There are, as ever, two methods of play: story and free, along with an incredible open world that you can smash to buggery. The backgrounds are beautifully rendered and there’s plenty to break in your quest for cash and glory (trust me, there’s something deeply satisfying about wrecking Tom Bombadil’s domicile and beating the bejeebers out of Rivendell). Fortunately, everything’s quite close together, so you won’t have to walk too far to satisfy your thirst for wanton destruction.
There’s also a rather fascinating split-screen technique in two-player mode that enables you to handle the action when things begin to fall apart. And I don’t mean split-screen in the way it’s worked in previous games (although that’s still there, too): no, in this version, the story literally splits, with Player One on the left hand side controlling a character running through a completely different (though often parallel) storyline to Player Two’s on the right hand side. The only downside to this is that you inevitably end up missing part of the plot because you have too much to concentrate on on your side of the screen, but you can always swap over during freeplay and see what you were missing.
Lego has a tried and tested formula which they really haven’t altered for this latest release; after all, they dealt with the worst glitch in the Star Wars games fairly early on (the one where one player could drag the other player off the screen to their death if you got too far apart). Sadly, this means that the hit-and-miss jumping issues still remain, and until you buy the Fall Rescue red brick, you’re at the mercy of dodgy camera angles and falling off things because you weren’t pixel perfect in your aim. And it’s probably best if you’re really nice and calm before going through the Dead Marshes in the open world, because there are some truly evil bits of jumping that will have you cursing lily pads for the rest of your days, otherwise.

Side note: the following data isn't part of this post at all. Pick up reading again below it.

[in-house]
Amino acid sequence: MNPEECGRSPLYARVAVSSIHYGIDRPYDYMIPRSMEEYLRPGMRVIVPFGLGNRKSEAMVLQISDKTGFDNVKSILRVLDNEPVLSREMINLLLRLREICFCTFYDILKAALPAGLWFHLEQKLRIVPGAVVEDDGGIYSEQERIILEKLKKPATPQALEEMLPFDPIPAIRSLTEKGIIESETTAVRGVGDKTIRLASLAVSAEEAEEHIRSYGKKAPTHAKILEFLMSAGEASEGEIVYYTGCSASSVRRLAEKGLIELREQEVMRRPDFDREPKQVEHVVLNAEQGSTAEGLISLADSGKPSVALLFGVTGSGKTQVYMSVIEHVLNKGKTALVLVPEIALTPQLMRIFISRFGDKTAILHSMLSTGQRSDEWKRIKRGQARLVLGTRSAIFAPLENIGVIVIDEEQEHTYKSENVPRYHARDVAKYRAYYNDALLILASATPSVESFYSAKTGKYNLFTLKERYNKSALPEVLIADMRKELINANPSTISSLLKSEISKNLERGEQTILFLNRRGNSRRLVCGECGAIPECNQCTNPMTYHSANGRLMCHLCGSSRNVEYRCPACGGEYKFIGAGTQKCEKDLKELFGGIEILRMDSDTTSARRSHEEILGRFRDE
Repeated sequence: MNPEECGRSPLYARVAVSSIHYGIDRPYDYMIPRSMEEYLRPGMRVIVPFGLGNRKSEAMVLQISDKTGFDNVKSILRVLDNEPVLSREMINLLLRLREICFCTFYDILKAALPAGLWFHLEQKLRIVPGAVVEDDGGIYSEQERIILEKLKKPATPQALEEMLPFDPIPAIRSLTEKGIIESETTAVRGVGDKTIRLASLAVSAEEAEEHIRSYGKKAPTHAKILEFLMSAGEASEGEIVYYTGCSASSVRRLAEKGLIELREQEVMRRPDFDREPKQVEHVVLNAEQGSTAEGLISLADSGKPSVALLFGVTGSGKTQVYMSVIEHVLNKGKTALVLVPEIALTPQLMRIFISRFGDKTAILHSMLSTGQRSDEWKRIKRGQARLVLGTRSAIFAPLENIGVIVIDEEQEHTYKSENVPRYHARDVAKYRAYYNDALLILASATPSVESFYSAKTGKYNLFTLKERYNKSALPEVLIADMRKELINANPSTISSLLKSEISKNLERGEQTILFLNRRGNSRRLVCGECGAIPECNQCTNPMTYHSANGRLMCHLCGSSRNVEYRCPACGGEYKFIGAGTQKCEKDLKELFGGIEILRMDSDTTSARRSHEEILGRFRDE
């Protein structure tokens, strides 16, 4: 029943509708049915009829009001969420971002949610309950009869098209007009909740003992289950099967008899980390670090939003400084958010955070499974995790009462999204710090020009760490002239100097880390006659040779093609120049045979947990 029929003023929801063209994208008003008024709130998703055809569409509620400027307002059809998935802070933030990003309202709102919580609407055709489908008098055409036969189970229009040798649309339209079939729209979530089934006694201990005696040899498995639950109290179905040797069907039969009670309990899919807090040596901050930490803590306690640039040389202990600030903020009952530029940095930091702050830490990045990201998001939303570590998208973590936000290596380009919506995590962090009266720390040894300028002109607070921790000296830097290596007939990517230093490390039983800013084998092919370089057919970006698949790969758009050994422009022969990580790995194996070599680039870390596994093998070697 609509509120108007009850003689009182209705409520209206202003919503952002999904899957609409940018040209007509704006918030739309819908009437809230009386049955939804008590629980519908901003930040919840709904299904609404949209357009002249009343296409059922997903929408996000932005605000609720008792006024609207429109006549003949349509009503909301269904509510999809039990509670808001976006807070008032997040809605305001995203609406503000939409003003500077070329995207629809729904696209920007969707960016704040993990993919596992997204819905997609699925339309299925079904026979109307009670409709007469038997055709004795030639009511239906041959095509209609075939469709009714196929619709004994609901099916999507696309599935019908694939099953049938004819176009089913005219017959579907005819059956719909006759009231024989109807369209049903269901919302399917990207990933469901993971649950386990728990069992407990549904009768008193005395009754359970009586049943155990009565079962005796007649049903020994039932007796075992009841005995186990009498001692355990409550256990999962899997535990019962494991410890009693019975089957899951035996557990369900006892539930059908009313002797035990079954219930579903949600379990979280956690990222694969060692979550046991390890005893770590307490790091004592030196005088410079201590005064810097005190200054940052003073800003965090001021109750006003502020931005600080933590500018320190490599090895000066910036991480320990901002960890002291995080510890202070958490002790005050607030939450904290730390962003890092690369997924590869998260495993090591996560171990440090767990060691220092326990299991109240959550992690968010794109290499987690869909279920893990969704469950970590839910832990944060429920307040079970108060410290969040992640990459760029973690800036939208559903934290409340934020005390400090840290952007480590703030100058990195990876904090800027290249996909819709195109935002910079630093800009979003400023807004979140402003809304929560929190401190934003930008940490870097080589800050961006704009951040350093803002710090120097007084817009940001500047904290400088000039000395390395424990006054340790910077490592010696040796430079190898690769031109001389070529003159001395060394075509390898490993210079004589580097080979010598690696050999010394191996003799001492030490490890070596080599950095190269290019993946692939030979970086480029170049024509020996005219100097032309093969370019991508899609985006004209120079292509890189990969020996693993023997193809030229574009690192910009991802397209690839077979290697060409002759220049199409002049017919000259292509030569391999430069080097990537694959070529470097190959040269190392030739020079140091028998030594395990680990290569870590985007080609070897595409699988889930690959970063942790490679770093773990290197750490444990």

As well as completing the story, quite a major part of the game is questing for mithril bricks and blacksmith’s plans, from which the baldy dwarf in Bree will make you allsorts of insane weapons and toys, including a carrot bow, a squeak sword and a disco light phial that makes anyone near you dance to what is a truly terrifying theme tune dialogue rap mash-up. Many of these items are required to get access to the red bricks which give you extra powers, all the way from the very useful (Fall Rescue and Invincibility) to the downright silly (8-bit music and animals pooing studs when you ride them).
All in all, this is another fun game from Lego and Traveller’s Tales. It’s so much fun, in fact, that for the first time ever we kept on coming back to it until we’d won all of the in-game and X-box achievements (including the almost obligatory Boromir meme one). There is DLC available: 2 character packs (one includes a miniature Balrog, which I really hope is as cute as mini-Sauron) and a weapons and magic pack, with possibly another character pack on the way. I’m not sure I entirely approve of Lego DLC, but I suppose you can’t blame them for trying to rake as much cash as possible from our tiny, battered hands…
Considering that I’m such a lazy gamer, I’ve been infected with the sudden need to dance, and party, and just be lively. After meeting the Ubisoft Reflections guys in Newcastle, I got a shot at Just Dance 3 for Xbox 360 and it was a barrel of laughs! Still unsure of whether I should venture out and grab Just Dance 4, I took a trip to the Metro-centre where the same guys were helping GAME celebrate it’s release. I had a blast there too, and quickly decided to rush out and buy the latest instalment of Just Dance.
Like any music game, the songs available are important to the player. Previous Just Dance games failed to disappoint with songs such as Funky Town, Barbra Streisand and Party Rock Anthem. The new game also has a great range of songs, making playing JD a great addition to any party. I’ll name a few I can think of:
Las Ketchup – Asjere (The Ketchup Song)
One Direction – What Makes You Beautiful
Flo Rida – Good Feeling
Maroon 5 – Moves Like Jagger
Rick Astley – Never Gonna Give you up